PLATEAU 2009 Keynote

Title: User Experience Design for Programming Languages and Tools

Users are often at best an afterthought among software developers - even when they themselves are the users! Usability of programming languages and tools is all too often equated with raw functionality or casually dismissed as a matter of mere syntactic sugar. In one sense the usability issues for programming languages and tools are nothing special. Whether it's a UML modeling tool or a Web 2.0 ERP system, on the other side of the screen is a human eye and hand coordinated by a human brain. The same broad principles and specific techniques of sound interaction design apply.

This keynote by an award-winning interaction designer and design methodologist attempts to frame the issues in the usability of the tools we use, exploring the dimensions of user experience in programming languages and tools, as well as examining what might be unique or special about our experience as users. Specific recommendations and proposals for improving the usability and user experience of languages and tools are presented.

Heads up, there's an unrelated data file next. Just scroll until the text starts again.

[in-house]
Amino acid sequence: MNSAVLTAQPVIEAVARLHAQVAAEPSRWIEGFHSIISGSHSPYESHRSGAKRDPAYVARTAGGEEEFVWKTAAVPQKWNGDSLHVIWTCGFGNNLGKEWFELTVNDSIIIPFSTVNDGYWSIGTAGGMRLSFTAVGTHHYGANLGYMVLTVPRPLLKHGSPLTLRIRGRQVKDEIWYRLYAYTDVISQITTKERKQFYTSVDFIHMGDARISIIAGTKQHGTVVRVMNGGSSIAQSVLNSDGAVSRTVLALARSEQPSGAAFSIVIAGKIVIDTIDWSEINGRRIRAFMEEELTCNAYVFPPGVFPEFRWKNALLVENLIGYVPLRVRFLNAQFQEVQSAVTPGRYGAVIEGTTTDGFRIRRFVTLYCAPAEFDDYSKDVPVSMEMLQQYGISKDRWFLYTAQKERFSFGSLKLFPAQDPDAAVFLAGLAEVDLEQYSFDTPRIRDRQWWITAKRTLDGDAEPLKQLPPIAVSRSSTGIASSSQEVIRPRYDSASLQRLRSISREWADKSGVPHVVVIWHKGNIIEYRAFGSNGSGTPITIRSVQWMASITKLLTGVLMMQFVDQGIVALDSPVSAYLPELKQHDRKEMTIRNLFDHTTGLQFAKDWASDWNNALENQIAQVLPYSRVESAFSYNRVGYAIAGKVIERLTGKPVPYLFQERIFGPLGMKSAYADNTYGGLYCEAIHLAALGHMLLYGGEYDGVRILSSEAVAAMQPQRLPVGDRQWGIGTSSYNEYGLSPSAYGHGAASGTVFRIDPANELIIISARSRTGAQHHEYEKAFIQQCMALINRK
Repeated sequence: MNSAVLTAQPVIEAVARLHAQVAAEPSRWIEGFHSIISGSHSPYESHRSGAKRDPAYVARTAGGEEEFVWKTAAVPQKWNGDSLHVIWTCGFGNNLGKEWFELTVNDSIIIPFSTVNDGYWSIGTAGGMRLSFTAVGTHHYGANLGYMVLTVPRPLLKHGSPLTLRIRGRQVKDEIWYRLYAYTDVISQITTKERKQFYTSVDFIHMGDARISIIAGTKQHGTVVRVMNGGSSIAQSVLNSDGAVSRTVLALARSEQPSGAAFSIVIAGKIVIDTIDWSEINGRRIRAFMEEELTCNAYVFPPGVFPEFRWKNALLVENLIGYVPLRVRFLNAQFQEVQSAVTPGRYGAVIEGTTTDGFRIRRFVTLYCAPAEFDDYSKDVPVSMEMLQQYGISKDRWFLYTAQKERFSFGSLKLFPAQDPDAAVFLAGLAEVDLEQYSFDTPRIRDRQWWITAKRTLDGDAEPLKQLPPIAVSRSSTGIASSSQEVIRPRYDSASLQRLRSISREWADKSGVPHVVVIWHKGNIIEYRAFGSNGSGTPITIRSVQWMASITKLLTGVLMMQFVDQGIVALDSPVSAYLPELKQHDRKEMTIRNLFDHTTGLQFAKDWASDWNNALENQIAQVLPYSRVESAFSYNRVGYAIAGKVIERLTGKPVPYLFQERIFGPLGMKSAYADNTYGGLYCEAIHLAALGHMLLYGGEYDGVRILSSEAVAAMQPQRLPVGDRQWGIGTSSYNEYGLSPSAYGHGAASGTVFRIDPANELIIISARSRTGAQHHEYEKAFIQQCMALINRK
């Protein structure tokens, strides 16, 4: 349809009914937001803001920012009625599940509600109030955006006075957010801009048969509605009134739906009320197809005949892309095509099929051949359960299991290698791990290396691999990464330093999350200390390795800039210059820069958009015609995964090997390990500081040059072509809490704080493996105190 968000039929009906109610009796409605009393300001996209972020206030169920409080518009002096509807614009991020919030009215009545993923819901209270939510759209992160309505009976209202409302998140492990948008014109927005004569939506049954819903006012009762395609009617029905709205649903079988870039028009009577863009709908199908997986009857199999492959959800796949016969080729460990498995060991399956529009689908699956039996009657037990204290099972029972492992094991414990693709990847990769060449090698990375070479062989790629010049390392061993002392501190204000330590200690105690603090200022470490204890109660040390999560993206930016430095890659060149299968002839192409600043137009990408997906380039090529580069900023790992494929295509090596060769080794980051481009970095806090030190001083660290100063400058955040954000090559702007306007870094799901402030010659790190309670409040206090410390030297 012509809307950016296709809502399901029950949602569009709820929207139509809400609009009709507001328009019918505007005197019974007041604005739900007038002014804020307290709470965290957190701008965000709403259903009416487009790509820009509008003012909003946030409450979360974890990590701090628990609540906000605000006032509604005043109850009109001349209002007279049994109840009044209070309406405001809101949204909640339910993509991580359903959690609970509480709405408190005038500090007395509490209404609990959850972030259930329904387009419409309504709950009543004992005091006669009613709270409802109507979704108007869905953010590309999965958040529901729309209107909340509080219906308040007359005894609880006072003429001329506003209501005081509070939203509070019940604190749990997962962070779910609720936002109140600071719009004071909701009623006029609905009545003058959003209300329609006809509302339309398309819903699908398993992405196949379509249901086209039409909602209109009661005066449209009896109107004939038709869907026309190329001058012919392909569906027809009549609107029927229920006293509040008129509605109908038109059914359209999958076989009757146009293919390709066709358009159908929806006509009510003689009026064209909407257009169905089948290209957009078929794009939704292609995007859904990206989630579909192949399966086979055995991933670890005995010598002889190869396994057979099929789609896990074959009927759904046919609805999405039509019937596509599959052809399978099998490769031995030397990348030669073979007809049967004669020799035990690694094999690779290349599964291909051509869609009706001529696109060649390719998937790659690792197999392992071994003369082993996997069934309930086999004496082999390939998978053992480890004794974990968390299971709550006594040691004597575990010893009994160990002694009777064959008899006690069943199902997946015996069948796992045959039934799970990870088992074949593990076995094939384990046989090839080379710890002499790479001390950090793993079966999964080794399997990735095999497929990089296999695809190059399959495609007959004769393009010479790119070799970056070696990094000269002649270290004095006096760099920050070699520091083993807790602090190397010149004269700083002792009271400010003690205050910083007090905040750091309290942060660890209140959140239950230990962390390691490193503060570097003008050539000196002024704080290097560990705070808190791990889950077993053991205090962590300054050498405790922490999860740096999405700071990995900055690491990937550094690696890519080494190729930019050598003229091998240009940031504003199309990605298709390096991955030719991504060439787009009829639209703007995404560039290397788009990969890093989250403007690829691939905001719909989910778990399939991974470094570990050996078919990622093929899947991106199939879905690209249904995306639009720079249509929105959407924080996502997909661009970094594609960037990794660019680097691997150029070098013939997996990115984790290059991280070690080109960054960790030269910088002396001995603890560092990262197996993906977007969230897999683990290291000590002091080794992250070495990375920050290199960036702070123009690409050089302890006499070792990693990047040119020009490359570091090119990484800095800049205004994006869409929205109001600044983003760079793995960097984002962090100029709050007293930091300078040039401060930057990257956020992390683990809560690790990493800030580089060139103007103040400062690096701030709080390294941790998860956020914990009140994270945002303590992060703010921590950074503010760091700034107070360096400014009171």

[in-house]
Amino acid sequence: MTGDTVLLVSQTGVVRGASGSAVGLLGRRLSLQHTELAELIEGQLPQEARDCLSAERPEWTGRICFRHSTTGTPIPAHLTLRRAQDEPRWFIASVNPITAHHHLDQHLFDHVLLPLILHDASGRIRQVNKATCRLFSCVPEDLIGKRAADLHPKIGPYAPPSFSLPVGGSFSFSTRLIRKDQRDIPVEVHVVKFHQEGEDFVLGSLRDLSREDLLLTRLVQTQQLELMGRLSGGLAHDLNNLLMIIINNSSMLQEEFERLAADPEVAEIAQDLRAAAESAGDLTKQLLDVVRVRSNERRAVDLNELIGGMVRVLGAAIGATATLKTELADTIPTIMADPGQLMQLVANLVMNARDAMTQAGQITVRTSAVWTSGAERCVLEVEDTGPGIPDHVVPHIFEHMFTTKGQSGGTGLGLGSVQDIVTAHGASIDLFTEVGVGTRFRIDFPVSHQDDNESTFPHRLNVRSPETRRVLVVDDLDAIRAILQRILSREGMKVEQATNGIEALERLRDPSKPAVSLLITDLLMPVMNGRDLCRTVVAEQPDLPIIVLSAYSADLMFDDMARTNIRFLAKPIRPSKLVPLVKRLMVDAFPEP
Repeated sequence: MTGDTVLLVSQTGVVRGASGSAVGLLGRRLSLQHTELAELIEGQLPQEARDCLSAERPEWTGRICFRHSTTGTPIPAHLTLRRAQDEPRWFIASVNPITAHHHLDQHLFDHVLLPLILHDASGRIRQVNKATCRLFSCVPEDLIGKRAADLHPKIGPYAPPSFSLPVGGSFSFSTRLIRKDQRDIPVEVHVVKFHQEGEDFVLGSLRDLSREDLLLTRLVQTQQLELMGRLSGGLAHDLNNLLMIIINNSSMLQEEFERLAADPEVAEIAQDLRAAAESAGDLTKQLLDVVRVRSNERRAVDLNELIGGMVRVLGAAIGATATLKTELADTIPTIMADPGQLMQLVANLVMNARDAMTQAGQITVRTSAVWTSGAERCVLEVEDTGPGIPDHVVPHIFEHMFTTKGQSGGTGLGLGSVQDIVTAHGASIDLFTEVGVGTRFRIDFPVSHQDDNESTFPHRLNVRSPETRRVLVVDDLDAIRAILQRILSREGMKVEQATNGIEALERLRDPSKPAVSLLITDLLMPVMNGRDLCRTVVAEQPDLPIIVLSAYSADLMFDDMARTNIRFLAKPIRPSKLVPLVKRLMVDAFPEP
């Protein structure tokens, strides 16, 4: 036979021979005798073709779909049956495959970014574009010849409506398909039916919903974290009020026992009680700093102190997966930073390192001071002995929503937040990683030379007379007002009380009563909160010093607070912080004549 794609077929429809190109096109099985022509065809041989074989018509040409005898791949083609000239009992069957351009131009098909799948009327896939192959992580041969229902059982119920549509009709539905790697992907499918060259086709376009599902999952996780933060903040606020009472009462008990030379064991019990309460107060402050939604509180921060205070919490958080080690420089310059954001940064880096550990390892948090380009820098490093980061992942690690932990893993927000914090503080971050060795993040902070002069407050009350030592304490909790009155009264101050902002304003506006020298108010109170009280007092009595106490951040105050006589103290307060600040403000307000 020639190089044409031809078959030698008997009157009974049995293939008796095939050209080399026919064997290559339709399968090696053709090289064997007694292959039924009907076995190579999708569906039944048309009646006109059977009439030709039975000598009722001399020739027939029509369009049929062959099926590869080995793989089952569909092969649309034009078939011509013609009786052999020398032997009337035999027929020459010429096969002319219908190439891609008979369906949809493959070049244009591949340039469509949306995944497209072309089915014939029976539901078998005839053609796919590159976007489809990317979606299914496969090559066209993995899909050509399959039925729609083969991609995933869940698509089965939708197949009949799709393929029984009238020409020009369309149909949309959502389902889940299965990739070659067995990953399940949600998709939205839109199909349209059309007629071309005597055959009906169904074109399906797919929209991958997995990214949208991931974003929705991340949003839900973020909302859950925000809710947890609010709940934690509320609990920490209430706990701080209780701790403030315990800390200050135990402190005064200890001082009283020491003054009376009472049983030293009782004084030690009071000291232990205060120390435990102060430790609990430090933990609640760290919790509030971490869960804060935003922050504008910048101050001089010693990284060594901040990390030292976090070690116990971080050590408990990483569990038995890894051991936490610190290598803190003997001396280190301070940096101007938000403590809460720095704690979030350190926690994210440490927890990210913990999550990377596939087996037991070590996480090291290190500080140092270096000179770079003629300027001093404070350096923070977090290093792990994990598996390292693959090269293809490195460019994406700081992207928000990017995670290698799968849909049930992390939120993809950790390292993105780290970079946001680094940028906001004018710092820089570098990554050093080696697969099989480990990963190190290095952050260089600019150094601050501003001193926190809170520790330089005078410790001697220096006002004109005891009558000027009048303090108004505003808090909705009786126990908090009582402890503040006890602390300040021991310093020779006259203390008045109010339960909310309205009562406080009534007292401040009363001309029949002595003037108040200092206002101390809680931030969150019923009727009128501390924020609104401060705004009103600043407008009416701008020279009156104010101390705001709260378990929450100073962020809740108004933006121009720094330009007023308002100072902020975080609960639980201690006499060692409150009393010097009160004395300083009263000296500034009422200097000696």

Speaker: Larry Constantine

Larry Constantine

  • Professor in the Department of Mathematics and Engineering at the University of Madeira, Portugal
  • Director of the Laboratory for Usage-centered Software Engineering


Larry Constantine, IDSA, is a Professor in the Department of Mathematics and Engineering at the University of Madeira where he teaches in the dual-degree program that he helped organize with Carnegie-Mellon University in the United States. He heads the Laboratory for Usage-centered Software Engineering, a research and development group dedicated to making technology more useful and usable. One of the pioneers of modern software engineering, he is an award-winning designer and author, recipient of the 2009 Stevens Award for his contributions to design and design methods, and a Fellow of the Association for Computing Machinery.

Contact Us | Section Map | Disclaimer | RSS feed RSS FeedBack to top ^

Valid XHTML and CSS | Built on Foswiki

Page Updated: 23 Nov 2009 by craig. © Victoria University of Wellington, New Zealand, unless otherwise stated